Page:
In December 2010 we noticed an unusual plant in the garden. It looked like a weed, yet was unlike any I recognised. My sister-in-law was visiting at the time and advised us just to pull it out, but I thought I’d wait until it got bigger to try to identify it.
Some time later, we saw a monarch caterpillar on the plant and realised it was a swan plant. More caterpillars arrived and it was quickly getting eaten. A member of our camera club is a bit of an expert on monarch butterflies and has a garden full of swan plants, so we asked for her help – she ‘adopted’ several caterpillars which were rapidly running out of food at our place, and then gave us some small plants and seed to grow our own garden.
John built a special stand to attach any chrysalises which needed rescuing – because some of them build in less than sensible places and we have had some wild weather at times. The stand holds eight chrysalises and we did have it full once this year. Currently we have about 20 chrysalises outside, mostly attached to the swan plants which have grown much bigger over the last year. Occasionally when we know the weather is going to be rough and there is a butterfly about to hatch we will bring it inside for a day or two, then let it out to fly away when the weather has improved. Any longer than that and we would have to feed it.
We have occasionally brought a caterpillar inside when it was ‘going walkabout’ looking for a place to make a chrysalis, but this is not always successful, and I’ve decided its better to leave them to their own devices as much as possible, even though they sometimes make bad choices and don’t survive.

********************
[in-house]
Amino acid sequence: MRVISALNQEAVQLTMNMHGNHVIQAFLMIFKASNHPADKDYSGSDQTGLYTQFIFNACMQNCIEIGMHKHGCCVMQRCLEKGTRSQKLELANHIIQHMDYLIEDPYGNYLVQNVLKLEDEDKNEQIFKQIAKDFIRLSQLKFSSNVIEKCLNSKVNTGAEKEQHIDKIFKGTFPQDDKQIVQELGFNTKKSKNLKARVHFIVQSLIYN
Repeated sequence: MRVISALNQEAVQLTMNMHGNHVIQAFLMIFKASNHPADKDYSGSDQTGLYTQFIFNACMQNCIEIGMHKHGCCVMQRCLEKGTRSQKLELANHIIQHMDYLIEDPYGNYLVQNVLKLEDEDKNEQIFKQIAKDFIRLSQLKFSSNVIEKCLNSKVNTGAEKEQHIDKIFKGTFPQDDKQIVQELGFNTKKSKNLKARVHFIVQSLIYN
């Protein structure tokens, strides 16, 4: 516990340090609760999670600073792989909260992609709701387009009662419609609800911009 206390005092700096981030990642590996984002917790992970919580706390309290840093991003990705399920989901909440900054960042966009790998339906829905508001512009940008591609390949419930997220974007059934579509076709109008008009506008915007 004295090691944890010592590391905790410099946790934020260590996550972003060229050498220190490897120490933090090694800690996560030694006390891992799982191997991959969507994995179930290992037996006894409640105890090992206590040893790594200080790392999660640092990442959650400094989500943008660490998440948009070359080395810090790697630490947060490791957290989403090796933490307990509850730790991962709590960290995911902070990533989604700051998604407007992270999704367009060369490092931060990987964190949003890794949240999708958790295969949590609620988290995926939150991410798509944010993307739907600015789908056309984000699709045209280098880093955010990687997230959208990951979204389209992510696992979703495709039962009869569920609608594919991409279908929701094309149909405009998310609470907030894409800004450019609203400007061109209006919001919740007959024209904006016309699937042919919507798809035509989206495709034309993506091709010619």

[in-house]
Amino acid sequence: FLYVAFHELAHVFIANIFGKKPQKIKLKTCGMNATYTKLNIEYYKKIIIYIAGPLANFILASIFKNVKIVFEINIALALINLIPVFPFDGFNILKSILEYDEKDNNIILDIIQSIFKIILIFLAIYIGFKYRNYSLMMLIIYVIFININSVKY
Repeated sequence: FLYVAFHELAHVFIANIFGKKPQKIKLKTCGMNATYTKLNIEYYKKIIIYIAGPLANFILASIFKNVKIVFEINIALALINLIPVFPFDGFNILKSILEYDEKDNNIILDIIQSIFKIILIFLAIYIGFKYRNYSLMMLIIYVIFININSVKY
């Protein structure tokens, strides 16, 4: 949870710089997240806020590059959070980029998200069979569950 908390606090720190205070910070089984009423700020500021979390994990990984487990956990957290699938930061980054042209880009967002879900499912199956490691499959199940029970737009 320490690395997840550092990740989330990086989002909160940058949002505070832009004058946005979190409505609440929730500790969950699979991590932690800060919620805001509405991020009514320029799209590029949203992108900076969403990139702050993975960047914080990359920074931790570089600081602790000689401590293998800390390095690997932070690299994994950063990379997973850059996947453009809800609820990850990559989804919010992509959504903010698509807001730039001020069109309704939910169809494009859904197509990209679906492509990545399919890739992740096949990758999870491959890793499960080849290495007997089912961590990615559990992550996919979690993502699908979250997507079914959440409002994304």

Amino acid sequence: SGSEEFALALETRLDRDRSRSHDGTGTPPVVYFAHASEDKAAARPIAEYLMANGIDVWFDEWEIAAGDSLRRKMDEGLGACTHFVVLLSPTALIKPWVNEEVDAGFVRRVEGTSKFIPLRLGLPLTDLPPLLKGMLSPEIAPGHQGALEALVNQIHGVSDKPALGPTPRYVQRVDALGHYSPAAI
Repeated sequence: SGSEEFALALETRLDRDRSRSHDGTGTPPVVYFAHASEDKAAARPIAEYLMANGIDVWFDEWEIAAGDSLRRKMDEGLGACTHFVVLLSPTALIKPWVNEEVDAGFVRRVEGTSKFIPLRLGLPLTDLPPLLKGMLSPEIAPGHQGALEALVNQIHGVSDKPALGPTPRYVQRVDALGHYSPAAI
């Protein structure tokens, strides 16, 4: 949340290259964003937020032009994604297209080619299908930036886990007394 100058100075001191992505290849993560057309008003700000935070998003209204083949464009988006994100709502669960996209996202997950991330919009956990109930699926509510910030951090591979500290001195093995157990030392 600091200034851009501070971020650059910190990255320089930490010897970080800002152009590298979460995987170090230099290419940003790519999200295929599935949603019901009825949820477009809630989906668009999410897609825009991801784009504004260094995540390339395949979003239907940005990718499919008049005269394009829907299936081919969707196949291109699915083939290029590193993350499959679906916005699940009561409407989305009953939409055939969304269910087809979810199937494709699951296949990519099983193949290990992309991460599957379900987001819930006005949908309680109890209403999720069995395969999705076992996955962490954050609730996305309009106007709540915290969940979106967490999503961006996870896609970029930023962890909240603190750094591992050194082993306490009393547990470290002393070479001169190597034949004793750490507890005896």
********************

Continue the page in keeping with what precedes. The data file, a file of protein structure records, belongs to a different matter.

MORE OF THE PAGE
There are some great resources on the internet including videos of a caterpillar turning into a chrysalis and a butterfly emerging from it’s chrysalis. Over the last 18months we have now seen this for ourselves. What an amazing process, how could I not believe in a Creator? When you realise it takes about two weeks from egg to caterpillar, two weeks from caterpillar to chrysalis and a further two weeks until the butterfly emerges (and the creature is totally changed during that time) – and this all slows down as the weather cools – and they have to contend with predators such as wasps and praying mantises as well, it makes you really appreciate it when they make it to the butterfly stage. Sadly we had to euthanise a butterfly for the first time this week. It had emerged while we were away for the day, and its wings hadn’t formed properly so it was unable to fly.
Research is taking place nationally to find out where the monarch butterflies go during the colder months, and to this end people have been tagging them. We are considering doing this next year.
Yesterday was Mothers Day. I shared lunch with my husband, parents, and my sister and her two children and we talked briefly about motherhood. When do you become a mother? When you’re pregnant (with the promise of things to come)? Or are you not really a mother until you can hold the child in your arms? Where does that place step-mothers who have no children of their own (promise unfulfilled)? My husband no longer has his parents, and my step-children lost their mother when they were young. Our day also involved a trip to the cemetery to remember. So its a funny kind of day for us, part happy & part sad. We need to appreciate and celebrate our mothers (and other family members) while we have them.
Today its raining here. We have one chrysalis that looks like its ready to hatch…
Monarch Chrysalis on Yucca